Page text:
With your help, we passed health reform, enshrining the idea that everybody in America should be able to get decent health care and shouldn't go bankrupt when they get sick -- health reform that is preventing insurers from denying and dropping people's coverage; that's lowering the price of prescription drugs for our seniors. It's going to make health care more affordable for everybody, including businesses, which means they can hire more workers.
Together, we passed Wall Street reform, to protect consumers in our financial system and put an end to taxpayer bailouts and stop the abuses that almost dragged our economy into another Great Depression.
Now, the steps we're taking are making a difference, but the fact is -- and Rich mentioned this -- it took us nearly a decade to dig ourselves into the hole that we're in. It's going to take a lot longer than any of us would like to climb out of that hole. And I'd be lying to you if I thought that all these changes are going to be happening overnight. We've still got some tough times ahead. And your members obviously are bearing the brunt of a lot of those tough times.
But here's what we're not going to do. We're not going to go back to digging the hole. We're not going to go back to the policies that took Bill Clinton's surplus and in eight years turned it into record deficits. (Applause.) We're not going back to policies that saw people working harder and harder but falling further and further behind. We're not going back to policies that gave corporate special interests free rein to
write their own rules, and produced the greatest economic crisis in generations. We are not going back to those ideas.
Because as hard as it is out there right now for a lot of folks, as far as we've got to go, what's clear is that our nation is headed in the right direction. Our economy is growing again instead of shrinking. We're adding jobs in the private sector instead of losing them. America is moving forward.
And we're moving forward largely without any help from the opposition party -- a party that has voted no on just about every turn. No on making college more affordable. No on clean energy jobs. No on broadband. No on high-speed rail. No on water and highway projects. That doesn't stop them from showing up at the ribbon cuttings. (Applause.) It doesn't stop them from sending out press releases. They've even said no to tax cuts for small businesses and 95 percent of working families. They just said no to a small business tax cut again just last week.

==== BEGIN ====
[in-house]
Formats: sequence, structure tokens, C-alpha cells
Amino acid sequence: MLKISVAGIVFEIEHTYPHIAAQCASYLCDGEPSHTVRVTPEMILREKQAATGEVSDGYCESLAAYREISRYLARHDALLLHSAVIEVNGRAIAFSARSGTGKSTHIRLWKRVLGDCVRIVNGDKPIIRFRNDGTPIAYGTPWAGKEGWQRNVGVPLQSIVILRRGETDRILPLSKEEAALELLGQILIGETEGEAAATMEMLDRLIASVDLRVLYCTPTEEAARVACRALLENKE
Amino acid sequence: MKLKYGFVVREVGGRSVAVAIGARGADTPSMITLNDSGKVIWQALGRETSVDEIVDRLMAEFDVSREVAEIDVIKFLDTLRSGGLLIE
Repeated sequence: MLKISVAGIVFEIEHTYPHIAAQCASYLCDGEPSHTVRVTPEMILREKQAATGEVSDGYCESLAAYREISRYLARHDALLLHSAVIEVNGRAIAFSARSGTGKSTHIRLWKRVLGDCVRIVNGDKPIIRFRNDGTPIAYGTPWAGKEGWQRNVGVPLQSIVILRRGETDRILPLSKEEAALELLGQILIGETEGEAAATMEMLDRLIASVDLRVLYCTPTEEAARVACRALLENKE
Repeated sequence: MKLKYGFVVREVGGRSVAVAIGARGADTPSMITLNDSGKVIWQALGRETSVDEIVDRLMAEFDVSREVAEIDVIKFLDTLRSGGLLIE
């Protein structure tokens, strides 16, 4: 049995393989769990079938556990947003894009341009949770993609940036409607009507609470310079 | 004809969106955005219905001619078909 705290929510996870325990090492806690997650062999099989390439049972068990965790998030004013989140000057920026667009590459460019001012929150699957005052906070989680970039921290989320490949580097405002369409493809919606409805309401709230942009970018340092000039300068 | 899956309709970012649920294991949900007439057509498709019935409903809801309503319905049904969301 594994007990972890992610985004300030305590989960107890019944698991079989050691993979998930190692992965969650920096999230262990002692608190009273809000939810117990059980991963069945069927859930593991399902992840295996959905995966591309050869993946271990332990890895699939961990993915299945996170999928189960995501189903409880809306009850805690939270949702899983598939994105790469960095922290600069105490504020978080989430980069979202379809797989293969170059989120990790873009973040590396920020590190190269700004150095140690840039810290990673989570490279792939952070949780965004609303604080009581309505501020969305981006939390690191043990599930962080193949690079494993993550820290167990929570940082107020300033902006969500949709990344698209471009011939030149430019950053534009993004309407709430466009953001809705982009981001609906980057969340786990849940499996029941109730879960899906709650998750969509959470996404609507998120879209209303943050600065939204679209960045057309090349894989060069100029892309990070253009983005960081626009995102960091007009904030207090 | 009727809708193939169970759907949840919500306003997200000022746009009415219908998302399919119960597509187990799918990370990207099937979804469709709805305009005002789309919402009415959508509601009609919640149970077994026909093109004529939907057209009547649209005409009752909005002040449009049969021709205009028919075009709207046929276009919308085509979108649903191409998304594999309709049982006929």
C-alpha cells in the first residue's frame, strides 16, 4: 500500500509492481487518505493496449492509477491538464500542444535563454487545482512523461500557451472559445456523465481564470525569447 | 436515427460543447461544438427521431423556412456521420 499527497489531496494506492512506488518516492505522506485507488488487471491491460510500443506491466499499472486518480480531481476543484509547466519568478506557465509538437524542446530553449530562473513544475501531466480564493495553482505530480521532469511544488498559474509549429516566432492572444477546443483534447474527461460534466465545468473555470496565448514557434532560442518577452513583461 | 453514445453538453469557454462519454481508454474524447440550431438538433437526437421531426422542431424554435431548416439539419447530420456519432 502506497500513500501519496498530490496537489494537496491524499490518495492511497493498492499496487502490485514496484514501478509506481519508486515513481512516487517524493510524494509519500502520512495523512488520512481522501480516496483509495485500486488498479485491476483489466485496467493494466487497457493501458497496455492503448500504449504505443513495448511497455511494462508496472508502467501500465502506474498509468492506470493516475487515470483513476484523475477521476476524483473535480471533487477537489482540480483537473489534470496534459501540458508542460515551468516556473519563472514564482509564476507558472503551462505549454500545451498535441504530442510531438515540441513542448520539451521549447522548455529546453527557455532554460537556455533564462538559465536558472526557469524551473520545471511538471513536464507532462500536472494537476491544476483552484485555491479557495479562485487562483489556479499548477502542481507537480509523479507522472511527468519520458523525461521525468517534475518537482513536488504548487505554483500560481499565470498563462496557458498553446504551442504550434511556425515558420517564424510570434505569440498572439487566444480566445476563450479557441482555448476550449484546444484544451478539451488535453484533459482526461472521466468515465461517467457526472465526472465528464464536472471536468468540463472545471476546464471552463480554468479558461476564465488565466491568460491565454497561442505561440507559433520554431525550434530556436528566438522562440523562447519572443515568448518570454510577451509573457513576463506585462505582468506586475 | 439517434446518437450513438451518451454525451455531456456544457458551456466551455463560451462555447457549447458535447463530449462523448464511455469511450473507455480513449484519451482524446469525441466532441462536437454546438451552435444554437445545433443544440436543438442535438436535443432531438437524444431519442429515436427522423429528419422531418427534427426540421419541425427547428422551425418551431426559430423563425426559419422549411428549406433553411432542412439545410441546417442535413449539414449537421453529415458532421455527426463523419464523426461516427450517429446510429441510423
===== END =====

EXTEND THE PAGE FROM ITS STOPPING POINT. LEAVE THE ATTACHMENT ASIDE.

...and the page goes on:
As we speak, they've been trying to block an emergency measure to save the jobs of police officers and firefighters and teachers and other critical public servants across the country who may be laid off because of state and local budget cuts.
And as if that was not enough, now they're talking about repealing this and repealing that. I guess they want to go back to hidden credit card fees and mortgage penalties buried in the fine print. They want to go back to a system that allowed for taxpayer bailouts. They want to go back to allowing insurance companies to discriminate against people based on preexisting conditions. They would repeal the tax cuts for small businesses that provide health care for their employees. They want to go backwards; we want to move America forward.
And that's what the choice is going to be in this upcoming election, and all your members need to understand it. I know if you're talking to a lot of your locals, I'm sure they're feeling like, boy, change is not happening fast enough; we are still hurting out here. They're frustrated. They've got every right to be frustrated. And I am happy, as President of the United States, to take responsibility for making decisions now that are going to put us in a strong position down the road. And they need to know that, that we're going to be working with you to make sure that we're putting ourselves in a position where folks are working and working for a good wage and good benefits.